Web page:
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Winning tennis scores

January 17, 2013

So, the Australian Open is upon us once more.

I’ve noticed that, just occasionally, a player wins the match while winning less games in the match. I wondered how extreme this could get – for both games and points. That is:

What is the lowest percentage of games (or points) you can  won as a match winning player?

The principles to follow are:
– if you lose (a game or a set), lose badly, winning nothing
– if you win, do so by the minimum margin
– and do so as quickly as possible, as extended play merely brings the percentage closer to 50%

Scoring rules summary

The final set is won by advantage – you must be 2 games ahead, having won at least 6 games.

In earlier sets, sets at 6-6 are decided by a tie break game, resulting in a game score of 7-6 for that set.

To win a tie break, you must be two points ahead, having won at least 7 points.

Also, women’s matches are best of 3 sets, men’s are best of 5 sets.

(For non grand slam events, there are always 3 sets for both men and women, decided, if necessary, by tie break.)

1. Women

a. Games percentage

Your ‘best’ (in the sense of our discussion) game score could be
– 0-6, 6-4, 6-4, winning 12 out of 26 games, or 46.2% or, even better,
– 0-6, 7-6, 6-4, winning 13 out of 29 games, or 44.8%.

So, between the two options, you play a little longer in the latter, but win only 1 of 3 (or 33%) extra games, dragging the percentage further down – as we want it to do.

b. Points percentage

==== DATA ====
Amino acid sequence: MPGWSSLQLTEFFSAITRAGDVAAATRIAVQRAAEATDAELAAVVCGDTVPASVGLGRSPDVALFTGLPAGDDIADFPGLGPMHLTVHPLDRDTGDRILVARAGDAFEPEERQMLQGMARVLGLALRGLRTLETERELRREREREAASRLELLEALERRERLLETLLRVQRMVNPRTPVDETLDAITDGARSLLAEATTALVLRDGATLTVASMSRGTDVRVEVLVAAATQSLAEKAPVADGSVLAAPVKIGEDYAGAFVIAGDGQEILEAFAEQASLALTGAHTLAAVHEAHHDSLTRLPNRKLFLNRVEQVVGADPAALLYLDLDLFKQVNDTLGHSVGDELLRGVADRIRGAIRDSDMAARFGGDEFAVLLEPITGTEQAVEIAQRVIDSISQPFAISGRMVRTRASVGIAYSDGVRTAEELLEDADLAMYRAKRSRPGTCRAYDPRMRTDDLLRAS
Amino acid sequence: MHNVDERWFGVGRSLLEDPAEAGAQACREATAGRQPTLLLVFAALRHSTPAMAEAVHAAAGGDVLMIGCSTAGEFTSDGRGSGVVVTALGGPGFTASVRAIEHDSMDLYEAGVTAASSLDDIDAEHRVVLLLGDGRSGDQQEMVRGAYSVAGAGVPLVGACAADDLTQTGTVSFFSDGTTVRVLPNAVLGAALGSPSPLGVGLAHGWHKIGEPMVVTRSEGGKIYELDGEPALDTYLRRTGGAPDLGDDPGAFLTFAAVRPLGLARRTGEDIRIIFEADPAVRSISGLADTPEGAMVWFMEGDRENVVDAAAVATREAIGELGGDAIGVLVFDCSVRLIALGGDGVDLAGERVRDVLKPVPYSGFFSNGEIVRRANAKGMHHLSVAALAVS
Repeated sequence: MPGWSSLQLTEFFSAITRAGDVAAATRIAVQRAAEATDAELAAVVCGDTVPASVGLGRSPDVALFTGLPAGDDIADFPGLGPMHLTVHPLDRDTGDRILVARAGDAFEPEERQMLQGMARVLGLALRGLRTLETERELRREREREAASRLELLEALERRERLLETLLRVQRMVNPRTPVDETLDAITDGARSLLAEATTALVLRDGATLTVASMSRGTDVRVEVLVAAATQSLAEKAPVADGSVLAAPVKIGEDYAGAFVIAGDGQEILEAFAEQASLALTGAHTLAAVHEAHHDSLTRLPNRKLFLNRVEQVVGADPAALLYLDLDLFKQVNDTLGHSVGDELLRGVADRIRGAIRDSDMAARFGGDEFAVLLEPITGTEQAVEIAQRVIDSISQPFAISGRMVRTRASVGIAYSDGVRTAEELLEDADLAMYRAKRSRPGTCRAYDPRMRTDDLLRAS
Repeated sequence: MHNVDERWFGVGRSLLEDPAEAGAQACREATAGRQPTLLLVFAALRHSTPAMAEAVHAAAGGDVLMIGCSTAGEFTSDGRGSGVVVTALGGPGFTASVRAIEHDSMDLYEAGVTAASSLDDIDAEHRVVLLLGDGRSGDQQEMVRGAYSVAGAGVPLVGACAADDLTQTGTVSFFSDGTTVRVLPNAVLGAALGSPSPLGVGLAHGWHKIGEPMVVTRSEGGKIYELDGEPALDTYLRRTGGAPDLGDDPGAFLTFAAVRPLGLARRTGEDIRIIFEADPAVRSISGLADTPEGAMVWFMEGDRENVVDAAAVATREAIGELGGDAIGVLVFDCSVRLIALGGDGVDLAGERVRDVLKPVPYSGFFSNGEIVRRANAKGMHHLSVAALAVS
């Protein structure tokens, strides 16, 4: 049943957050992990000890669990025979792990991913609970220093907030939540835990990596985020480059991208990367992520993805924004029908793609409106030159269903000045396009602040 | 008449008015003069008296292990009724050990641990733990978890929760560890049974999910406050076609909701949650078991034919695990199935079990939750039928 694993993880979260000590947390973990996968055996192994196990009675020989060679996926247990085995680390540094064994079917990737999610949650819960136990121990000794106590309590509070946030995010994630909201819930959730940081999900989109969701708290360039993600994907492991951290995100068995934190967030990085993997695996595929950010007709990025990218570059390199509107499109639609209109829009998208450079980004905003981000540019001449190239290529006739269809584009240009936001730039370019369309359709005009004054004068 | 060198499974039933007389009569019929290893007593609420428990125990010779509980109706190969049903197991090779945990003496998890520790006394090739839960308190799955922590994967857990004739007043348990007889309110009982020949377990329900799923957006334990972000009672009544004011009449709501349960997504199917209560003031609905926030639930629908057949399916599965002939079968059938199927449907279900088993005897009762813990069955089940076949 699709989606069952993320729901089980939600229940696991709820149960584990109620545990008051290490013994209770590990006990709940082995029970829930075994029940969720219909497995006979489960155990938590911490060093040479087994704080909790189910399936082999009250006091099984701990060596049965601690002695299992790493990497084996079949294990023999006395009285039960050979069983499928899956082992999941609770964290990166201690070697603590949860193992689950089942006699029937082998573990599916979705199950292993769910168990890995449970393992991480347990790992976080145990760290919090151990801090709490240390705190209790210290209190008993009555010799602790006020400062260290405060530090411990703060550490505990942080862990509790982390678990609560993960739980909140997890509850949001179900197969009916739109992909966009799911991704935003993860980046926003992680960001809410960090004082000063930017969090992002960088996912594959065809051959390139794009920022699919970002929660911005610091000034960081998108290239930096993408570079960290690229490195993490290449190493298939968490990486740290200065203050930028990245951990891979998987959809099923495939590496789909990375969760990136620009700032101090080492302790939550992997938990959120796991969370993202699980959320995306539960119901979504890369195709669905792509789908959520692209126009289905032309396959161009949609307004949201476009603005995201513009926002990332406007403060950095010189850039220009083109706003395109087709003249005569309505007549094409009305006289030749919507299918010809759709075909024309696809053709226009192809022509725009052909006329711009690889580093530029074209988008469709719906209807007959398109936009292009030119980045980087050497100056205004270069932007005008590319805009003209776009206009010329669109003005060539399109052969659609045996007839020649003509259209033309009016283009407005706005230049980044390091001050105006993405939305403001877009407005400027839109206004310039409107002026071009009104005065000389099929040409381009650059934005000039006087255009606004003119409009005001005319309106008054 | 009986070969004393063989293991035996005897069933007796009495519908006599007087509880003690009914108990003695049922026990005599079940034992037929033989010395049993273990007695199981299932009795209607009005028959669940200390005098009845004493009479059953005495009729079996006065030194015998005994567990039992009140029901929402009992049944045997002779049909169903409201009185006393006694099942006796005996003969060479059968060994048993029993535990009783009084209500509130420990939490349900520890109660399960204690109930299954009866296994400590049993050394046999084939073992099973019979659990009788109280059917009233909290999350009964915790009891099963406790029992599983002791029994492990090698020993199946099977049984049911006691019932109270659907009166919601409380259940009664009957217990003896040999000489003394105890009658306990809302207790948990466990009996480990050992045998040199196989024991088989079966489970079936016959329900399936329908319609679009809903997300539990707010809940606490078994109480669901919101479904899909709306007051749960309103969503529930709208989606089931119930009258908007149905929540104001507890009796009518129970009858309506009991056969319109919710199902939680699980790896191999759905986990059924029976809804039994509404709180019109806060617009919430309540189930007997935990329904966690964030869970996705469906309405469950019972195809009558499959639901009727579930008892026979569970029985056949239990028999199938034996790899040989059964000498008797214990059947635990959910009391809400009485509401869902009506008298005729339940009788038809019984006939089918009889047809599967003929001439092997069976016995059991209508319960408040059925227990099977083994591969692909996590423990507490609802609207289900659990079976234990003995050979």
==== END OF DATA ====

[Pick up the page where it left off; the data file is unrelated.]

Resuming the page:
For a game score of 0-6, 7-6, 6-4, you
– win the tie break game 7-5 (i.e. win 7  and lose 5 points)
– win 12 other games ‘to 30’ (i.e. win 4 and lose 2 points) and
– lose 16 games ‘to love’ (i.e. win 0 and lose 4 points)

So, you win 55 points of 148, or 37.2%.

2. Men

Using a similar line of reasoning to the above, we get the following…

a. Games percentage

Your ‘best’ game score would be 0-6, 0-6, 7-6, 7-6, 6-4, winning 20 out of 48 games, or 41.7%.

b. Points percentage

For a game score of 0-6, 0-6, 7-6, 7-6, 6-4, you
– win 2 tie break games 7-5 (i.e. win 7  and lose 5 points)
– win 18 other games ‘to 30’ (i.e. win 4 and lose 2 points) and
– lose 28 games ‘to love’ (i.e. win 0 and lose 4 points)

So, you win 86* points of 244, or 35.2%.

You can apply the same arguments to other WTA and ATP events, or to team events such as Federation, Davis and Hopman Cup ‘ties’.

Amazingly, it is possible, over periods of 25 years or more, for a team to win the Davis Cup more than half the time while winning less than 17.5% of points played.

* Oops! I had 84 instead of 86 before. Thanks to Thomas Oléron Evans for pointing this out.

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